21. 21. The lines that define Base are in Base. • • Usually there is a gap between the mat and a side border wall… Base includes this gap (pictured in red). Anything even barely in Base counts as being in Base unless the robot moves it completely out. • Anything in the team’s possession is understood to count as being in Base, and is okay to store or handle. • 9 - FIELD The field is where the robot game takes place. It consists of mission models on a field mat on a table. • The field mat and the LEGO elements for building the mission models are part of your Field Setup Kit. • The instructions for building the mission models are posted on the web. • All details about how to set up the mission models after they’ve been built are on the Field Setup page. • 10 - ROBOT - The robot is the controller and anything joined with it by hand (any method, any configuration) which is designed not to separate from it except by hand. 11 - ATTACHMENTS - These are features which qualify as part of the robot while installed, but are not installed for the entire match. 12 - STRATEGIC OBJECTS • These are team-supplied objects which serve a mission-related purpose, but never qualify as part of the robot. — Example 1: You may use a LEGO frame/"jig" to help aim your robot in Base. — Example 2: The robot may carry a LEGO ramp out to help itself cross a barrier. Strategic objects powered by stored energy are allowed, but the ROBOT must activate them. • A strategic object outside Base stays there unless the robot brings it to Base (per Rule 33). • JUNK PENALTY - At the end of the match, each strategic object outside Base is considered a throwaway and causes a game • penalty. Objects smaller and/or lighter than the robot cost 5 points each, and those obviously larger and/or heavier than the robot cost 13 points each. In unclear situations, you pay the smaller penalty. 13 - CARGO - Cargo is anything the robot has with it for transport or release. 14 - MISSION MODELS Mission models are the objects that are already on the field when you walk up to it. • You may not bring duplicate mission models to the table if they could confuse scoring. • You may not take mission models apart, even temporarily. • You may never assemble anything to a mission model by hand. This includes loose elements, strategic objects, other mission • models, and the robot. You may never entangle or entrap a mission model in anything by hand. • To be sure you have not assembled, entangled, or entrapped, a model illegally, take the "gravity test." • 15 - GRAVITY TEST • Any time you join a mission model with anything by hand, gravity alone should be able to separate them if the heavier were picked up and/or turned over. • In the case of identical models, it doesn’t matter which is picked up. • The team performs this "gravity test," only if asked by the ref, and only when failure looks probable. • The ref does not allow a start unless all mission models in Base could pass the gravity test. FIRST ® LEGO® League Nature’s Furysm Robot Game — Rules 21 21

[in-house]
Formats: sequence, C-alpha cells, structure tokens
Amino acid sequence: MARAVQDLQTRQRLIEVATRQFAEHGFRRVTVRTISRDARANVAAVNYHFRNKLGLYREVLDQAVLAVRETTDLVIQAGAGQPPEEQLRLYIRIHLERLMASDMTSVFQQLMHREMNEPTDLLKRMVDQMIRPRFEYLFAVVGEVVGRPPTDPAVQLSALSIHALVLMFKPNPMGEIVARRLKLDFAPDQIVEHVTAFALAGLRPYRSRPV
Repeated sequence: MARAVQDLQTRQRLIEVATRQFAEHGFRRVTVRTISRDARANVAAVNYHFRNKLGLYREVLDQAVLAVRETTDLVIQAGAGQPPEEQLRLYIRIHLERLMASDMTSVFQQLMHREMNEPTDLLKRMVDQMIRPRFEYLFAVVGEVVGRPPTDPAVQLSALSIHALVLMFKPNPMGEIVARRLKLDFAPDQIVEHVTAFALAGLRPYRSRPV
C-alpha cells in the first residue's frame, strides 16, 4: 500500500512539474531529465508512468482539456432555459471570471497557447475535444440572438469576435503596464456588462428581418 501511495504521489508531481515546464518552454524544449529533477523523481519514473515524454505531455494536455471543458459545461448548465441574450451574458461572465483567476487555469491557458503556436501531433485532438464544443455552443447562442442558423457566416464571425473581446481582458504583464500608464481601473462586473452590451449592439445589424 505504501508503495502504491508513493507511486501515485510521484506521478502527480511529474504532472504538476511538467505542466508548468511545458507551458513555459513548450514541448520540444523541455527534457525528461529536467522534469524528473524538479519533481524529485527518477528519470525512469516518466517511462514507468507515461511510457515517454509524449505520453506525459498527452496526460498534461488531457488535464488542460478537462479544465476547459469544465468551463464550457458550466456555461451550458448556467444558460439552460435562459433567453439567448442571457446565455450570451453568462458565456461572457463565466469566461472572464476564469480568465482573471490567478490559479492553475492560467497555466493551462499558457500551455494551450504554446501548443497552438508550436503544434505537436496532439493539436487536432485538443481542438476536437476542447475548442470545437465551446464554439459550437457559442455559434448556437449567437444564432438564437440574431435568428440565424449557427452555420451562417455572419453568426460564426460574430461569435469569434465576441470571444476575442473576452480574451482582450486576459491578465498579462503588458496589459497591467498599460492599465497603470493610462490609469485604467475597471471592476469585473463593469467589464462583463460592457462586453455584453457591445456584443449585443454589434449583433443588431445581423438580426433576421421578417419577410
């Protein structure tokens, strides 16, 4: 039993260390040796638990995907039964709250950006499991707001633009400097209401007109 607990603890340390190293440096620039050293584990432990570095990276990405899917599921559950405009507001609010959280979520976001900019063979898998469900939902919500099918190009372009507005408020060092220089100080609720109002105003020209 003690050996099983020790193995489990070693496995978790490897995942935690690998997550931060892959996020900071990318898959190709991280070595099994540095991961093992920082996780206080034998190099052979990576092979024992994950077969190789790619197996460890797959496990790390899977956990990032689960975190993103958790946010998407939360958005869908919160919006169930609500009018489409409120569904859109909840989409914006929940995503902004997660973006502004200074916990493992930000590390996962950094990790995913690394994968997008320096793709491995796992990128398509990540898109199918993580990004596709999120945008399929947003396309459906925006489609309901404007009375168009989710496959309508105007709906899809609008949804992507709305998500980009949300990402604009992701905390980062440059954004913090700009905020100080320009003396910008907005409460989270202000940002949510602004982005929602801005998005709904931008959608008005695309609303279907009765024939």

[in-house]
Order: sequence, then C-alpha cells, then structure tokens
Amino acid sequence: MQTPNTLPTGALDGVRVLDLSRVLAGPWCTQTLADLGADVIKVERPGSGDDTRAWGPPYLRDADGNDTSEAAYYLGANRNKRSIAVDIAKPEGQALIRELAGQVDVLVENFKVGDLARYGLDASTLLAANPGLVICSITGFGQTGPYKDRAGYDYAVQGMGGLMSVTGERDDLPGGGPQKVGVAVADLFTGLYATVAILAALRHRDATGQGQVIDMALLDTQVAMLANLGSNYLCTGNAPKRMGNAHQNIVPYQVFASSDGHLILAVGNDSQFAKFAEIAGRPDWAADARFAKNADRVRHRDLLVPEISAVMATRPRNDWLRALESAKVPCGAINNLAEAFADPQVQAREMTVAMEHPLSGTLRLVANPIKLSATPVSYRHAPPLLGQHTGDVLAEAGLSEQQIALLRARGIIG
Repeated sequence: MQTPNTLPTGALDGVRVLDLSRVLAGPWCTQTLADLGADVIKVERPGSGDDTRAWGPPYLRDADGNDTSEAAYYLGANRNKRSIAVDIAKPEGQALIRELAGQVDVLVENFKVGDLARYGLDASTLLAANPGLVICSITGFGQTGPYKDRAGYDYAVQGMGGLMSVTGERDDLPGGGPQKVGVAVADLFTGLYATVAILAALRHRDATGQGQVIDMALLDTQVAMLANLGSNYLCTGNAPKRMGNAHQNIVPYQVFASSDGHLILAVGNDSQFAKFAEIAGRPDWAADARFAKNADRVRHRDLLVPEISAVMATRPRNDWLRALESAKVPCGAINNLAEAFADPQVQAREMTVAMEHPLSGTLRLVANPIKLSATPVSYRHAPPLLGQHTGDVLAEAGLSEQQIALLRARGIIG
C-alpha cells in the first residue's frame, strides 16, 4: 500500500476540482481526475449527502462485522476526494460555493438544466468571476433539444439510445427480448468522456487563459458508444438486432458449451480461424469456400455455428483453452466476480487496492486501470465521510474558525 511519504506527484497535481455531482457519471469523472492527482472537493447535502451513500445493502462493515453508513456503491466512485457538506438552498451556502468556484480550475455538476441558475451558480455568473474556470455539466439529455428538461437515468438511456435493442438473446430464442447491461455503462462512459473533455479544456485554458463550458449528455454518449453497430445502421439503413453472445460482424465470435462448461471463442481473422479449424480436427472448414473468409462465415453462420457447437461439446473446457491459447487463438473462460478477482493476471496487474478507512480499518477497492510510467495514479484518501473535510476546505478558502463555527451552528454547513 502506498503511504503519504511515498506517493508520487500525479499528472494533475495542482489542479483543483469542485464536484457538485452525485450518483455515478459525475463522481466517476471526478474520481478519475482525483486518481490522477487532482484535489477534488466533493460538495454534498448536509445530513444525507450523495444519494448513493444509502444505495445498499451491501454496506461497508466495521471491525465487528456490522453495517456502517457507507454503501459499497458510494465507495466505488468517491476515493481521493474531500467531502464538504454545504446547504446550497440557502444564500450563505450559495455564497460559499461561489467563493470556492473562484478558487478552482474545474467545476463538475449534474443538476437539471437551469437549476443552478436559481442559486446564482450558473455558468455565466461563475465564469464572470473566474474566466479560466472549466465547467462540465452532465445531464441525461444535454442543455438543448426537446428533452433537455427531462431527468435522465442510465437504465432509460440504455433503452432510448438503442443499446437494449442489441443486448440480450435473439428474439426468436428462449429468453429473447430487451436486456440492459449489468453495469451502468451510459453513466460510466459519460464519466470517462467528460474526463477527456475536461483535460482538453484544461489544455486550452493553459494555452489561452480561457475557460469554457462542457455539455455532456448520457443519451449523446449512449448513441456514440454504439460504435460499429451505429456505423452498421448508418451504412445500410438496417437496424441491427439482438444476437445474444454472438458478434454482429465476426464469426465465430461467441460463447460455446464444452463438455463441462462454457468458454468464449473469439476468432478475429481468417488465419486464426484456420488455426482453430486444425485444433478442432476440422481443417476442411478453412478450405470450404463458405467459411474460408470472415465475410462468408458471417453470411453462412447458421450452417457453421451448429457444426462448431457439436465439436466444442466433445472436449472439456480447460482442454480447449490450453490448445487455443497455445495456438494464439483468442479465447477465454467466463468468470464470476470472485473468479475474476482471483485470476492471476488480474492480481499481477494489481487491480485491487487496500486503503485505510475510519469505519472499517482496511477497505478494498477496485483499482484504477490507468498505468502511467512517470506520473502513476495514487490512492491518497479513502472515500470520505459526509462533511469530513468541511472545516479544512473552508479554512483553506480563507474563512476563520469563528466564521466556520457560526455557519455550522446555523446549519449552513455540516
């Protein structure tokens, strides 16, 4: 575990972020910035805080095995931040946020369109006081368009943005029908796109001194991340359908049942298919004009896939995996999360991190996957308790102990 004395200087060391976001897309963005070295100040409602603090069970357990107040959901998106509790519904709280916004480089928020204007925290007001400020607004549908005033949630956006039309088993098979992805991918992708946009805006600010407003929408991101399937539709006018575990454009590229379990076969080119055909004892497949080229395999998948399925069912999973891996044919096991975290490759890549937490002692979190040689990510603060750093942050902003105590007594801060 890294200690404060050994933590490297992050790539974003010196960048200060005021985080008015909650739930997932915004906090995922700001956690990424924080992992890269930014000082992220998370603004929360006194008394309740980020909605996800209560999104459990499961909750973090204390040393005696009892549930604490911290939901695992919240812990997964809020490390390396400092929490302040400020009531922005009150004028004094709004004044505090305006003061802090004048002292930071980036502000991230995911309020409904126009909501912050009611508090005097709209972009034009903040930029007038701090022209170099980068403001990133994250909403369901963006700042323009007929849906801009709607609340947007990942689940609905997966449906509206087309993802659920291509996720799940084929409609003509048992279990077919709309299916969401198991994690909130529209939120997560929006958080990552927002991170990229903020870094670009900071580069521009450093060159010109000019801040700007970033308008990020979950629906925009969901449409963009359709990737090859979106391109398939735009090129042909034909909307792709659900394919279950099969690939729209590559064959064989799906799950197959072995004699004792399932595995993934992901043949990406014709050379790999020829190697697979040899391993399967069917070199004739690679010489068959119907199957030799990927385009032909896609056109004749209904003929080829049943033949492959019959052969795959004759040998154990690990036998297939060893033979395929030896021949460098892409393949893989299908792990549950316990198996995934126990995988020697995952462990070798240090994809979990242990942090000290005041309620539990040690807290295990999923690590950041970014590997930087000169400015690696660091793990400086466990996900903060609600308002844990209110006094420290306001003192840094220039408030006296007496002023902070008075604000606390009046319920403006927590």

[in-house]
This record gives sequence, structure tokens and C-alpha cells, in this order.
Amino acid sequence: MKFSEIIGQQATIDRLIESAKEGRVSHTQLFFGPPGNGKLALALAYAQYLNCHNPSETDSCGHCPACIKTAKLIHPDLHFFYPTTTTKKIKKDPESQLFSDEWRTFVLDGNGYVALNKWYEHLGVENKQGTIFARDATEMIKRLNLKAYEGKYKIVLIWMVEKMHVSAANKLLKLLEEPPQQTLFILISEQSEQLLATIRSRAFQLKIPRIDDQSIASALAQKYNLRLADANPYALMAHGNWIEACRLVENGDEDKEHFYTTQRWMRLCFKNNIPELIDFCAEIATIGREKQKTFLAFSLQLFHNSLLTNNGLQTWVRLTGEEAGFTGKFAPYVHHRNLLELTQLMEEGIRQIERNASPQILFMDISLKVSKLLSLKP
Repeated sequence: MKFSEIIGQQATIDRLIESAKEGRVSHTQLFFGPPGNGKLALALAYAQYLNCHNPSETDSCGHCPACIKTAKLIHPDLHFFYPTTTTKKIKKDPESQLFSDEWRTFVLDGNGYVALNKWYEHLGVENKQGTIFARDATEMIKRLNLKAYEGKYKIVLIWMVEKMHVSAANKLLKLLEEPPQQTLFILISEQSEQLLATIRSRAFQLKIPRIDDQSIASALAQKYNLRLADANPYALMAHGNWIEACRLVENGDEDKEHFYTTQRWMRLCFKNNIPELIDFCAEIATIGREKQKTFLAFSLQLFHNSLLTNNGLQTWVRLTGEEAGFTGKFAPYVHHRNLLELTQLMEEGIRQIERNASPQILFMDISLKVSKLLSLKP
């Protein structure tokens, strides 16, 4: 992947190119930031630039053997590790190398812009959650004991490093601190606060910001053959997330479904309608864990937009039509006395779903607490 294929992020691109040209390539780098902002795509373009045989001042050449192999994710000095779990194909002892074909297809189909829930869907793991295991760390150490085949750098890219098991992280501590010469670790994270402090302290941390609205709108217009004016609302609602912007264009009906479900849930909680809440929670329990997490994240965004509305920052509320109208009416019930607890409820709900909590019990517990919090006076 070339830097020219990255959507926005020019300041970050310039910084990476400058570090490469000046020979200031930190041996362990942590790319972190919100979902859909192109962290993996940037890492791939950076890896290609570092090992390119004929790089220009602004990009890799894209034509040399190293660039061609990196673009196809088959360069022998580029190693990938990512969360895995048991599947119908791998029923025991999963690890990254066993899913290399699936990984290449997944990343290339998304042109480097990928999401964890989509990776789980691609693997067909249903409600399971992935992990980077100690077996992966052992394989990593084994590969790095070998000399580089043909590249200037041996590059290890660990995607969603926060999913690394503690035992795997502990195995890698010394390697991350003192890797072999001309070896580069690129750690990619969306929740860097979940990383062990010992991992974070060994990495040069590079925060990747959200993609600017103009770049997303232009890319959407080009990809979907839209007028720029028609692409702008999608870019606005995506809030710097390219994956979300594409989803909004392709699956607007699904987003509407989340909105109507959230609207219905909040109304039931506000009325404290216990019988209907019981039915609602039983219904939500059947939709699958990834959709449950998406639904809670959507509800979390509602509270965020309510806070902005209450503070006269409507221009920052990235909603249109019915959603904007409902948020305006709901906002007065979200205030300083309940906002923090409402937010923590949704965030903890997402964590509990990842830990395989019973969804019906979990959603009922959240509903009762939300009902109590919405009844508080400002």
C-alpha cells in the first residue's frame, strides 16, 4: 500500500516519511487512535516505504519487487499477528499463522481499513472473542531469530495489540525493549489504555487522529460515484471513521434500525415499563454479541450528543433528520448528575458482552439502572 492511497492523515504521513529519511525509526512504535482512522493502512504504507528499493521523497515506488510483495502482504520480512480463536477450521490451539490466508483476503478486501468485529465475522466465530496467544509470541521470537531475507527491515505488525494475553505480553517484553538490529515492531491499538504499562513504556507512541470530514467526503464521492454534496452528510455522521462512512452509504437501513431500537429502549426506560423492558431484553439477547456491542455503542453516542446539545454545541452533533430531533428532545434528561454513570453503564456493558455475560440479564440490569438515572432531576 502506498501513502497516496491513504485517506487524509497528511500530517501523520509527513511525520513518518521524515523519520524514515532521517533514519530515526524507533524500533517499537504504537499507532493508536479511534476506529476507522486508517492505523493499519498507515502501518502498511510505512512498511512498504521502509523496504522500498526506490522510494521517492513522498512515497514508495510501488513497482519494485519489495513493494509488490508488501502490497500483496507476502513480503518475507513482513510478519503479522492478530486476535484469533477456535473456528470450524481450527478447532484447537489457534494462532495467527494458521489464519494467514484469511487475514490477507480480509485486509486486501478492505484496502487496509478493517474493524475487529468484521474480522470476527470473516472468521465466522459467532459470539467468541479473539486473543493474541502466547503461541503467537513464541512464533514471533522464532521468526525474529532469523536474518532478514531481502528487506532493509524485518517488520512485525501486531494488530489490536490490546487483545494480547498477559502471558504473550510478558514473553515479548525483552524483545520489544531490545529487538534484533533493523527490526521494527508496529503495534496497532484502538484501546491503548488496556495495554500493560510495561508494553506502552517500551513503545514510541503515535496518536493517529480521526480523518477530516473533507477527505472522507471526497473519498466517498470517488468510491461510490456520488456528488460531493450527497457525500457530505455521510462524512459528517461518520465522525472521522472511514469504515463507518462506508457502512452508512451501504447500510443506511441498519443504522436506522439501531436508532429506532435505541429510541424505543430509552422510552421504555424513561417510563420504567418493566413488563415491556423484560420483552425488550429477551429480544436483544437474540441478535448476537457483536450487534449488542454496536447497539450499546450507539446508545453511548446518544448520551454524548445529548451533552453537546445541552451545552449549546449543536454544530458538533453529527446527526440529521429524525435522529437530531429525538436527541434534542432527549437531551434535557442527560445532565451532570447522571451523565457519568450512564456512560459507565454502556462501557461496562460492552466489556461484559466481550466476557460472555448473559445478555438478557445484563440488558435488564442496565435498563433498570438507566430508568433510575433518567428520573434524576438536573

22. 22. • Only if there is no hand-help at all, the ROBOT is allowed to cause models to fail the gravity test. 16 - Strategic/Precision Stop - If your eyes are doing the work of a sensor… If the window of execution for a touch of the robot grab is conveniently precise (3, 2, 1, GRAB NOW!)… If a new scoring condition is produced or preserved by the precision of the grab… and these things are obvious to the ref, missions benefitting are marked scoreless. Example: If the robot needs to push a lever somewhere between Position 3 and Position 4, and you touch your "healthy" robot while the lever is STILL MOVING between those positions… No score. 17 - AUTONOMOUS <> DEAD ROBOT After each start, the robot is considered "autonomous" and remains so until the next time you touch/influence it. • At the moment of that touch, the robot becomes "dead" and is immediately picked up, brought to Base/storage, and • hand-prepared for restart from Base. The robot may pass in/out/through Base, and if you don’t touch/influence it, you don’t have to restart it. • 18 - CALIBRATION - During your pre-match setup time only, you may calibrate light & color sensors outside Base. 19 - QUALITY CONTROL - During your pre-match setup time only, you may ask the ref to double-check that a particular setup is correct/within spec, but you may not request any custom setup, in or out of the specified setup range. 20 - SENDING/HANDLING OBJECTS OUTSIDE BASE Your hands may not directly or indirectly strategically place, poke, roll, topple, drop, throw, eject, slide, shoot, or otherwise • send or extend things out of Base except by properly starting the robot. Your hands may not directly or indirectly strategically change the shape, position, motion, quantity, or other status of things • outside Base except when storing things, or by properly starting the robot. If you break this rule, by accident or not, see Rules 34 & 35. • 21 - STORED OBJECTS - You may at any time, in Base, or other storage areas, handle stored objects the robot is not currently touching or using. Stored objects are not allowed to make contact with anything outside Base except other stored objects. 22 - DEAD ROBOT HANDLING - During setup, and whenever else the robot is dead, you may repair it, aim it, switch attachments, charge pneumatics, select programs, reset features, and load/unload cargo in Base, or other storage areas. 23 - AIMING - You may use a frame/"jig" to aim the robot, but its use must be completely in Base at all times, and you must let go of it prior to starting/restarting. 24 - STAGING - You may at any time place objects completely in Base for the autonomous robot to move or use. 25 - CHAIN REACTIONS - If the (hand) movement of the dead robot will unavoidably allow/cause the movement of any non-cargo object outside Base, such as something being "held up" or "held back," the movement of that restrained object (the chain reaction) must be kept to an absolute minimum. Allow the stored energy to dissipate slowly over as little distance as possible. Missions obviously benefitting from hand-help are marked scoreless. 26 - TOUCHING THE AUTONOMOUS ROBOT • If you touch the autonomous robot or anything it is moving or using... At the time of the touch... • No matter what, you must bring the robot back to Base (if it wasn’t already there), for restart. • If the robot and any cargo were in Base... No problem. • If either the ROBOT or any CARGO was OUTSIDE Base... See Rule 31. FIRST ® LEGO® League Nature’s Furysm Robot Game — Rules 22 22